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[805a] as well as horses, and who practice it equally. In addition to this I allege the following argument. Since this state of things can exist, I affirm that the practice which at present prevails in our districts is a most irrational one—namely, that men and women should not all follow the same pursuits with one accord and with all their might. For thus from the same taxation and trouble there arises and exists half a State only instead of a whole one, in nearly every instance; yet surely this would be a surprising blunder [805b] for a lawgiver to commit.

So it would seem; yet truly a vast number of the things now mentioned, Stranger, are in conflict with our ordinary polities.

Well, but I said1 that we should allow the argument to run its full course, and when this is done we should adopt the conclusion we approve.

In this you spoke most reasonably; and you have made me now chide myself for what I said. So say on now what [805c] seems good to you.

What seems good to me, Clinias, as I said before,2 is this,—that if the possibility of such a state of things taking place had not been sufficiently proved by facts, then it might have been possible to gainsay our statement; but as it is, the man who rejects our law must try some other method, nor shall we be hereby precluded from asserting in our doctrine that the female sex [805d] must share with the male, to the greatest extent possible, both in education and in all else. For in truth we ought to conceive of the matter in this light. Suppose that women do not share with men in the whole of their mode of life, must they not have a different system of their own?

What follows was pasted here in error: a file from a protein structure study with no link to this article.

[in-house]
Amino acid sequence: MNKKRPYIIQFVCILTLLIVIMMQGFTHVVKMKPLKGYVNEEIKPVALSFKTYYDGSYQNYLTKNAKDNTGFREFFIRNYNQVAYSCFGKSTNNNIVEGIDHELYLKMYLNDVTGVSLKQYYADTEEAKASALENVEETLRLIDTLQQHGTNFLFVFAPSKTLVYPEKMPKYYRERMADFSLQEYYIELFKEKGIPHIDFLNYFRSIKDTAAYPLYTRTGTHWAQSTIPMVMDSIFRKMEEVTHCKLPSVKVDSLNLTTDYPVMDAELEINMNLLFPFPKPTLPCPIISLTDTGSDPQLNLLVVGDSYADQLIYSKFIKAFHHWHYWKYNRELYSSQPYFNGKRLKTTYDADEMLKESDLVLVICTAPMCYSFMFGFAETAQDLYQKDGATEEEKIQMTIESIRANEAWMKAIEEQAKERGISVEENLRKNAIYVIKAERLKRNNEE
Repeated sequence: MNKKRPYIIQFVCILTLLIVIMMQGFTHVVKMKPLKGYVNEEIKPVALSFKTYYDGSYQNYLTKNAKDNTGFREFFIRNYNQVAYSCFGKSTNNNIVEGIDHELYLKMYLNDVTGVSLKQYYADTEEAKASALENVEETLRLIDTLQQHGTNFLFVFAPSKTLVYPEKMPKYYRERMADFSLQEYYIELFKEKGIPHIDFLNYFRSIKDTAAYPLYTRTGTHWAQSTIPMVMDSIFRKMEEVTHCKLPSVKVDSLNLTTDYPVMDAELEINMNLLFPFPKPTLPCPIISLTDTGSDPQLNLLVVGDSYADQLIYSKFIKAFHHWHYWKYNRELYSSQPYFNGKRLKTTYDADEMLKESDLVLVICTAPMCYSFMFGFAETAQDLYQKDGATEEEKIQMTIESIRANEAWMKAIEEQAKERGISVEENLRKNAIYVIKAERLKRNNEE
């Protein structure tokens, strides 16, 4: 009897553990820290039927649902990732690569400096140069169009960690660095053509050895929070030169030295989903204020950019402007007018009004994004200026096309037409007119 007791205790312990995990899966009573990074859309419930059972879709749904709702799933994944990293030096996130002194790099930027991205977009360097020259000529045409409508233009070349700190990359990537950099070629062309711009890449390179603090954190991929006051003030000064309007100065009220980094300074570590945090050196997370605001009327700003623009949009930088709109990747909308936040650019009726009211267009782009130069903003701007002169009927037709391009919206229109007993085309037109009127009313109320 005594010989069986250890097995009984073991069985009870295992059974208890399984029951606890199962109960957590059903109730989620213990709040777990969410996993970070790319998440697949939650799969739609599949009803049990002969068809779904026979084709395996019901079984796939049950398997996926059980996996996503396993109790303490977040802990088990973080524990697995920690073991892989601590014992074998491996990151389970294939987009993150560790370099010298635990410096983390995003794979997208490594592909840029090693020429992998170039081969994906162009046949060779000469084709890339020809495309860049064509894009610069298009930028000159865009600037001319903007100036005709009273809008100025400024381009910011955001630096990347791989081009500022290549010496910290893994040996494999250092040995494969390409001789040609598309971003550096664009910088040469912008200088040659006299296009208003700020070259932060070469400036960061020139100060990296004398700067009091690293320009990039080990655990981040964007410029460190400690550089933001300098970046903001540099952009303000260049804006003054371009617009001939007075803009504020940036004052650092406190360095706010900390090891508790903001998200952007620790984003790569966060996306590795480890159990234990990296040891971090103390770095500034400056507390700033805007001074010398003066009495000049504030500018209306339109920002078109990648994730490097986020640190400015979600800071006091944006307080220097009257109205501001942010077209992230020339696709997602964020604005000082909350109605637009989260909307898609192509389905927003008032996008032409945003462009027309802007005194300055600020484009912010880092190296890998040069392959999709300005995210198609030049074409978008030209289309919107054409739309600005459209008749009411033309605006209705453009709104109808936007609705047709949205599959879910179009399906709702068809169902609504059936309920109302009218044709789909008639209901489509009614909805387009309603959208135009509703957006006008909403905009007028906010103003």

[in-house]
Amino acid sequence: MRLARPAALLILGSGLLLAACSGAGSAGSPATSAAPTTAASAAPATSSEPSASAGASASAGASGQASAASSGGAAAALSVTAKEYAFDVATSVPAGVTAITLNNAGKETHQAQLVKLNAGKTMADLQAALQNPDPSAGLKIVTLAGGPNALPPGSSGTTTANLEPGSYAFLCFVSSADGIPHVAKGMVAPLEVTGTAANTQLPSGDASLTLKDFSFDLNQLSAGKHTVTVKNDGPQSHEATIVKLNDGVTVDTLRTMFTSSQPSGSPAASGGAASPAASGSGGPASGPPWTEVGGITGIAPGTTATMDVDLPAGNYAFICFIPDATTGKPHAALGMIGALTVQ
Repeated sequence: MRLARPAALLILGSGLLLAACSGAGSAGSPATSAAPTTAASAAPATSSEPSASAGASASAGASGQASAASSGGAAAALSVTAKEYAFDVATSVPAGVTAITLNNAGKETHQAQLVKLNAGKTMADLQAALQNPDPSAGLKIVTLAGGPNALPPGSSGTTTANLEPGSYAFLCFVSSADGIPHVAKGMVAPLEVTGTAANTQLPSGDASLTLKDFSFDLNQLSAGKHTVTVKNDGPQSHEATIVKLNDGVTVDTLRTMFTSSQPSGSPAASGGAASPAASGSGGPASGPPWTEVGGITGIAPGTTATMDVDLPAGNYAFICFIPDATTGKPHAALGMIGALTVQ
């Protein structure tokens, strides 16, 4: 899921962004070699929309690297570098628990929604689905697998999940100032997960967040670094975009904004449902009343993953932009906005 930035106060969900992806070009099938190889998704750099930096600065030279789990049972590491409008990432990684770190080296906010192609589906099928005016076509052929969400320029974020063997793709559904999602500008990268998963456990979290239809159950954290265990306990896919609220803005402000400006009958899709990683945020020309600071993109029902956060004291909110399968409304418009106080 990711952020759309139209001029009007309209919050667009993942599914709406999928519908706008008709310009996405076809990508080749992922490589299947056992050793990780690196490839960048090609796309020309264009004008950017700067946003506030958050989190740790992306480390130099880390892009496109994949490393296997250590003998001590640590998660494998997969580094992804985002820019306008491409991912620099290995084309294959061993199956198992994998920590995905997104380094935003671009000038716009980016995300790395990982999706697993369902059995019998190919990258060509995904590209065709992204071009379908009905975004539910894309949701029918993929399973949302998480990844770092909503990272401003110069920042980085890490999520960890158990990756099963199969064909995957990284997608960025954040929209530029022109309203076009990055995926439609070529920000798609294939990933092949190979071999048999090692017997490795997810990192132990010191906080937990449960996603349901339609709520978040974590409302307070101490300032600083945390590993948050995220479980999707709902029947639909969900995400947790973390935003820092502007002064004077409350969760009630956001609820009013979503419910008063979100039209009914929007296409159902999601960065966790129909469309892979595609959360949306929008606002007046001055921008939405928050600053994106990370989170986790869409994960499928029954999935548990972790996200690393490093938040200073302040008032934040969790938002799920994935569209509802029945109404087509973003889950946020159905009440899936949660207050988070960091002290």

They must.

Then which of the systems now in vogue shall we prescribe in preference to that fellowship which we are now imposing upon them? Shall it be that of the Thracians, and many other tribes, [805e] who employ their women in tilling the ground and minding oxen and sheep and toiling just like slaves? Or that which obtains with us and all the people of our district? The way women are treated with us at present is this—we huddle all our goods together, as the saying goes, within four walls, and then hand over the dispensing of them to the women, together with the control of the shuttles and all kinds of wool-work. Or again, shall we prescribe for them, Megillus, that midway system, the Laconian?

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